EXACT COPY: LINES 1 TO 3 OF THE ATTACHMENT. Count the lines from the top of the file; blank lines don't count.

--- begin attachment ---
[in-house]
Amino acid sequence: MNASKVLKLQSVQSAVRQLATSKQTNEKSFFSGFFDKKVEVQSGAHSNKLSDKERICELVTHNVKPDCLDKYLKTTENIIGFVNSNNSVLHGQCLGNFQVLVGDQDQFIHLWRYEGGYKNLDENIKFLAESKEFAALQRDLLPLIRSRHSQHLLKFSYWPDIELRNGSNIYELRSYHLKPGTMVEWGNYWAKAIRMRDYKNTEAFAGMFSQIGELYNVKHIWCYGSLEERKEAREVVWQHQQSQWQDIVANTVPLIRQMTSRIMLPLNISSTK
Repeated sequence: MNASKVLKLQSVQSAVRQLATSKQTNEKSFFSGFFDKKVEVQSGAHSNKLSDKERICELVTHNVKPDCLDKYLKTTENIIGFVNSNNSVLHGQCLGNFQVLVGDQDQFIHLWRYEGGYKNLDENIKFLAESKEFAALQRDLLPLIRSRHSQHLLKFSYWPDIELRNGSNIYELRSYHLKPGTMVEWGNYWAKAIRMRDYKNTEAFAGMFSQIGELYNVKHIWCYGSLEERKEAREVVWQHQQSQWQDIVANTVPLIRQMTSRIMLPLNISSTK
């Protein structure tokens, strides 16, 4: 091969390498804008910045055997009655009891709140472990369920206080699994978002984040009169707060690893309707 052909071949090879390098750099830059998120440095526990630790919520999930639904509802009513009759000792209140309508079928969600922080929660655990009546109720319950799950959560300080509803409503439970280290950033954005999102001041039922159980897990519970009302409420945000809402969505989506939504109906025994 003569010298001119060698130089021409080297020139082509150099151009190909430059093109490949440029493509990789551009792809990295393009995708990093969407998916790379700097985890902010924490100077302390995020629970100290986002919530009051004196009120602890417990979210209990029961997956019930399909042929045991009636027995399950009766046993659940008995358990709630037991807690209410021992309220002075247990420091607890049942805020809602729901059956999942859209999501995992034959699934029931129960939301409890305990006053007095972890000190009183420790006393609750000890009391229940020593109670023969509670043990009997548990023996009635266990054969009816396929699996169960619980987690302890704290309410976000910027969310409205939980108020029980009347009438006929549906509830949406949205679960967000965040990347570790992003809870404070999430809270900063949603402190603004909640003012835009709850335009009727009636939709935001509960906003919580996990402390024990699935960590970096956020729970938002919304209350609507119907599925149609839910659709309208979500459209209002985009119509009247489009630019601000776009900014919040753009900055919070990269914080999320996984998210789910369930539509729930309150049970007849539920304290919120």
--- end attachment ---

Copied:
[in-house]
Amino acid sequence: MNASKVLKLQSVQSAVRQLATSKQTNEKSFFSGFFDKKVEVQSGAHSNKLSDKERICELVTHNVKPDCLDKYLKTTENIIGFVNSNNSVLHGQCLGNFQVLVGDQDQFIHLWRYEGGYKNLDENIKFLAESKEFAALQRDLLPLIRSRHSQHLLKFSYWPDIELRNGSNIYELRSYHLKPGTMVEWGNYWAKAIRMRDYKNTEAFAGMFSQIGELYNVKHIWCYGSLEERKEAREVVWQHQQSQWQDIVANTVPLIRQMTSRIMLPLNISSTK
Repeated sequence: MNASKVLKLQSVQSAVRQLATSKQTNEKSFFSGFFDKKVEVQSGAHSNKLSDKERICELVTHNVKPDCLDKYLKTTENIIGFVNSNNSVLHGQCLGNFQVLVGDQDQFIHLWRYEGGYKNLDENIKFLAESKEFAALQRDLLPLIRSRHSQHLLKFSYWPDIELRNGSNIYELRSYHLKPGTMVEWGNYWAKAIRMRDYKNTEAFAGMFSQIGELYNVKHIWCYGSLEERKEAREVVWQHQQSQWQDIVANTVPLIRQMTSRIMLPLNISSTK